Exploring the Evolution of the Torso Activation Module Components in the Arthropods
The Arthropods are diverse and vary extensively in their form, function and life history strategies. Some of the apparent variation is likely to be due to how different species control their development through the evolution of differing developmental pathways. Insect species such as Drosophila melanogaster and Tribolium castaneum have evolved mechanisms for controlling the important developmental pathways, canonical terminal patterning, pupation and moulting, through the use of one common receptor, Torso. These pathways are controlled by two different ligands with trunk controlling canonical terminal patterning and prothoracicotropic hormone (PTTH) controlling pupation and moulting. Previous analysis has revealed that trunk and PTTH are orthologs of one another. Torso, its ligands as well as the spatially restrictive component of the terminal patterning system, torso-like, compose what has been termed the Torso Activation Module. Initial inquiries into the employment of these ligands for the control of these pathways have shown that there is variability in whether insects employ these methods of controlling canonical terminal patterning, pupation and moulting. Unlike D. melanogaster and T. castaneum, the silk moth (Bombyx mori) uses PTTH to control pupation and moulting but does not use trunk to control terminal patterning, and in fact lack a copy of trunk altogether. Other insect species have also been shown to control these pathways in a trunk and PTTH independent manner, with these components being seemingly absent in their genomes. Other components of the Torso Activation Module, like torso-like have proven to be more universally conserved. Previous analysis of the evolution of the conservation of the components of the Torso Activation Module have been limited in their scope due to the comparatively fewer number of fully sequenced arthropod genomes available. The recent establishment of the i5k project, an initiative to sequence the genomes of 5000 arthropod species, has resulted in a much broader availability of arthropod genomes. Seventy or more of a diverse range of arthropod genomes were assayed for the presence of the Torso Activation Module components through the employment of rigorous bioinformatic techniques as well as phylogenetic analysis. Assaying for the presence of the components of the Torso Activation Module allowed for the inference of possible evolutionary explanations into how this pathway evolved in the arthropods. These analyses revealed that there is significant lability in the loss of some components of the Torso Activation Module, namely trunk, PTTH and torso implying that new developmental pathways have evolved, multiple times, in order to control terminal patterning, pupation and moulting in the arthropods. Torso-like, on the other hand, has been broadly conserved in the arthropods, further evidence that it has been historically co-opted into its current role in Drosophila melanogaster and Tribolium castaneum. A more thorough understanding of where the gaps in our knowledge lie allowed for the proposition of additional experiments which could further our understanding of this invaluable pathway in arthropods and may serve as an example of the usefulness of bioinformatics and phylogenetic techniques in regards to the study of integral developmental pathways in animals as a whole.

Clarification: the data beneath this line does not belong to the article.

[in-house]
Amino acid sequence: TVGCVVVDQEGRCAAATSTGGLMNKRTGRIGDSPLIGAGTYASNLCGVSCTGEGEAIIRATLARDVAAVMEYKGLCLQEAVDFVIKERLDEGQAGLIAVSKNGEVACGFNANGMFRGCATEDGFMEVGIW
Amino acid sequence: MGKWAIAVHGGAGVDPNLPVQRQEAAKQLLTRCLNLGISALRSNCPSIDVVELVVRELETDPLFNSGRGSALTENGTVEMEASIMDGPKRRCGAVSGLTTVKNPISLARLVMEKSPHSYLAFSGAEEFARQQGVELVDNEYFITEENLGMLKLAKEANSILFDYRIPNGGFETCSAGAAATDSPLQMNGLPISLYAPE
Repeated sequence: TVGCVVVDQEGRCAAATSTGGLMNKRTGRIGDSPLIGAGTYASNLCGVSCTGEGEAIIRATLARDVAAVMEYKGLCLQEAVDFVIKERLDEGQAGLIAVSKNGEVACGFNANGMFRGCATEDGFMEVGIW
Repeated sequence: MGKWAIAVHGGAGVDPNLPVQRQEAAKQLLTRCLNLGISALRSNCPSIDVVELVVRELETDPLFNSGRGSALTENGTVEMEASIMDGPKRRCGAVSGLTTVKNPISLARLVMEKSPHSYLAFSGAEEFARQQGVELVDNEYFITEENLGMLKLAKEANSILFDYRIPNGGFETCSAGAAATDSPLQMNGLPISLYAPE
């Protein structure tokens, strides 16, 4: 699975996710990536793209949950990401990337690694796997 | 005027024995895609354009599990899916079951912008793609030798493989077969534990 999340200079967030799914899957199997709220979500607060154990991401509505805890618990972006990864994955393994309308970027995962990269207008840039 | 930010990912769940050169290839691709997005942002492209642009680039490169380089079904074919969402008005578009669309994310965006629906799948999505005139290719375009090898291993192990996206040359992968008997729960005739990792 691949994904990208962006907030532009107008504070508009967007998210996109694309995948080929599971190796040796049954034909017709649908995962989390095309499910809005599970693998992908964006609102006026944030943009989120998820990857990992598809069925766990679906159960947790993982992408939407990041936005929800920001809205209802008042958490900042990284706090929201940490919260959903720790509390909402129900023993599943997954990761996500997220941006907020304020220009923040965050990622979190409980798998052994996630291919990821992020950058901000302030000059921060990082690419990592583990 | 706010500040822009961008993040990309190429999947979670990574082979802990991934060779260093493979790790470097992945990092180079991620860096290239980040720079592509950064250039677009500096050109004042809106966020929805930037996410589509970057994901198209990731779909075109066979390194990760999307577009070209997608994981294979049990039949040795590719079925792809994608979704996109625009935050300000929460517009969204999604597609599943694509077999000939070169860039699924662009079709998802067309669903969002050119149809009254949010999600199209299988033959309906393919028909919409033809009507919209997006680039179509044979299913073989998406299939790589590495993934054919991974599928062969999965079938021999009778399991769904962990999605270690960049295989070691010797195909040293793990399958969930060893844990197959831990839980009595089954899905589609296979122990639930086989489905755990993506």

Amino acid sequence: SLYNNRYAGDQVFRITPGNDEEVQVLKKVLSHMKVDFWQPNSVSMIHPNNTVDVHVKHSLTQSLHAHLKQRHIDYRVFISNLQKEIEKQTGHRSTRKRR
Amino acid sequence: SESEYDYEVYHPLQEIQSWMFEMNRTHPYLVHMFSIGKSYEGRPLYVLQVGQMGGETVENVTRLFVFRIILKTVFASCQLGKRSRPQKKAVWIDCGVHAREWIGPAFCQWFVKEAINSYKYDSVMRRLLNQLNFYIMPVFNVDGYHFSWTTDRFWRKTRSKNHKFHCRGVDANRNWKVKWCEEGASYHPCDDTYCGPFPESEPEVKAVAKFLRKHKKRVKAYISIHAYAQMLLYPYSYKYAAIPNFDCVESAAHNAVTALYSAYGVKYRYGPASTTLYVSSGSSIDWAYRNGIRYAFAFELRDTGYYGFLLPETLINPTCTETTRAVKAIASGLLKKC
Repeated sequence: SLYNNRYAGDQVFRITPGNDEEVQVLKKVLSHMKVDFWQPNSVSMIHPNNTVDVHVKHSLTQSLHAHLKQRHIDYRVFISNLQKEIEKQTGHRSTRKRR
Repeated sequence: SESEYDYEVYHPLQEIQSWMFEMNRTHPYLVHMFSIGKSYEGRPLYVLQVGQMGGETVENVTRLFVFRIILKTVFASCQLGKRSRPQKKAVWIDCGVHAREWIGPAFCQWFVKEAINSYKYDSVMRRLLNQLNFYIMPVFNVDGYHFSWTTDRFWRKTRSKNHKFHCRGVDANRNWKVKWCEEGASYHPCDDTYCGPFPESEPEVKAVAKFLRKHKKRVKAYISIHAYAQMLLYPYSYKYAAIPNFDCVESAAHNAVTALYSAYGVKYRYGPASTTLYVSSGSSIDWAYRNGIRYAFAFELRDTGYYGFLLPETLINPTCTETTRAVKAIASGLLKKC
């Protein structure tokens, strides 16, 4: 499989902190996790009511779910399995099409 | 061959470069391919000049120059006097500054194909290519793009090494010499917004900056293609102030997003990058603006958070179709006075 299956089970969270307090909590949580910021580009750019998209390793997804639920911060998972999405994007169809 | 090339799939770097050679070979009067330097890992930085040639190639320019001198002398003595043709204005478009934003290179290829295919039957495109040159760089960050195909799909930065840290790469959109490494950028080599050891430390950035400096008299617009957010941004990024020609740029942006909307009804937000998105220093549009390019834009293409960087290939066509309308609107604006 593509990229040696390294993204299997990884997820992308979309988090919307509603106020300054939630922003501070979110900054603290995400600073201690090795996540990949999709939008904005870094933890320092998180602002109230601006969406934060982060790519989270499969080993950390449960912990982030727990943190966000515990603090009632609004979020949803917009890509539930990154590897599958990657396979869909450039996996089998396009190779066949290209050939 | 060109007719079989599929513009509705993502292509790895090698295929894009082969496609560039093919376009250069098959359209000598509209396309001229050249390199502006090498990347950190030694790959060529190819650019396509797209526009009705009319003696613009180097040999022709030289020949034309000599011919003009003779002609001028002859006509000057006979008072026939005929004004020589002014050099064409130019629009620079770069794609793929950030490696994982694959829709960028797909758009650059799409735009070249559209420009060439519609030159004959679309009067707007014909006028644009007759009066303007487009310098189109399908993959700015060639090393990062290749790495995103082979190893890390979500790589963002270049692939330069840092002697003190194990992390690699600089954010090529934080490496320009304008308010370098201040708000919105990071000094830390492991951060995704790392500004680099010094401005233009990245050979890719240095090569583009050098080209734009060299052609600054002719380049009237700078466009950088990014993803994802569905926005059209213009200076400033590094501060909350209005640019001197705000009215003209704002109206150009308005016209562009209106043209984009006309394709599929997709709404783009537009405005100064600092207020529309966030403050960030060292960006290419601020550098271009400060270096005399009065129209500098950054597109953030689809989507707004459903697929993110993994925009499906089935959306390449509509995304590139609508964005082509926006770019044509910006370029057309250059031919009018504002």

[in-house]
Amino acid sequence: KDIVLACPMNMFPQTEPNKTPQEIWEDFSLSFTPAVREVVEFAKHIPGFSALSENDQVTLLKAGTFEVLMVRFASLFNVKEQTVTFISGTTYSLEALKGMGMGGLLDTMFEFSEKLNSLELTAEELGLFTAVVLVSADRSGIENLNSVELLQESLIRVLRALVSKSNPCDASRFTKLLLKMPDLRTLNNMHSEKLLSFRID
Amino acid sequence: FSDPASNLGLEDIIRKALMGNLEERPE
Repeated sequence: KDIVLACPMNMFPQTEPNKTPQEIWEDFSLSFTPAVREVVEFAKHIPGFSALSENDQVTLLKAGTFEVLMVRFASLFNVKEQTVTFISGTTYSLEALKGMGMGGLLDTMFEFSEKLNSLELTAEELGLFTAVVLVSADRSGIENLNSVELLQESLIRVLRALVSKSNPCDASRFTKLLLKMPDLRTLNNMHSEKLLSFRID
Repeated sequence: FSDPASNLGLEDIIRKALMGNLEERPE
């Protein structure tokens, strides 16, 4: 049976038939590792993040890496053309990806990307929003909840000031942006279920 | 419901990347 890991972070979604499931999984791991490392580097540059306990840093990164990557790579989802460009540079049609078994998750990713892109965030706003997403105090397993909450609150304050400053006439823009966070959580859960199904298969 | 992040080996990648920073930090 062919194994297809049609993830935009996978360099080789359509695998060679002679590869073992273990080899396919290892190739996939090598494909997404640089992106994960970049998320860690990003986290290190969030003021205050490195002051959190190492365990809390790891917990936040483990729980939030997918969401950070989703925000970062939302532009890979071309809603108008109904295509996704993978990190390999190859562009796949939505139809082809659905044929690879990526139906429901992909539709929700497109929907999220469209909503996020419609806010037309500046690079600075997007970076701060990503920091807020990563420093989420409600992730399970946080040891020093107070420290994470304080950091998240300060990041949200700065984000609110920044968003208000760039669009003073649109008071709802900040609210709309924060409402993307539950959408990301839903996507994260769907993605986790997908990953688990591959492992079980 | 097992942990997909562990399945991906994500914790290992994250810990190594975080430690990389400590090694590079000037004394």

Advisor: Dearden, Peter; Duncan, Elizabeth
Degree Name: Master of Science
Degree Discipline: Biochemistry
Publisher: University of Otago
Keywords: trunk; PTTH; prothoracicotropic hormone; evolution; development; Arthropods; insects; phylogenetics; bioinformatics; canonical terminal patterning; pupation; moulting; torso; Torso Activation Module
Research Type: Thesis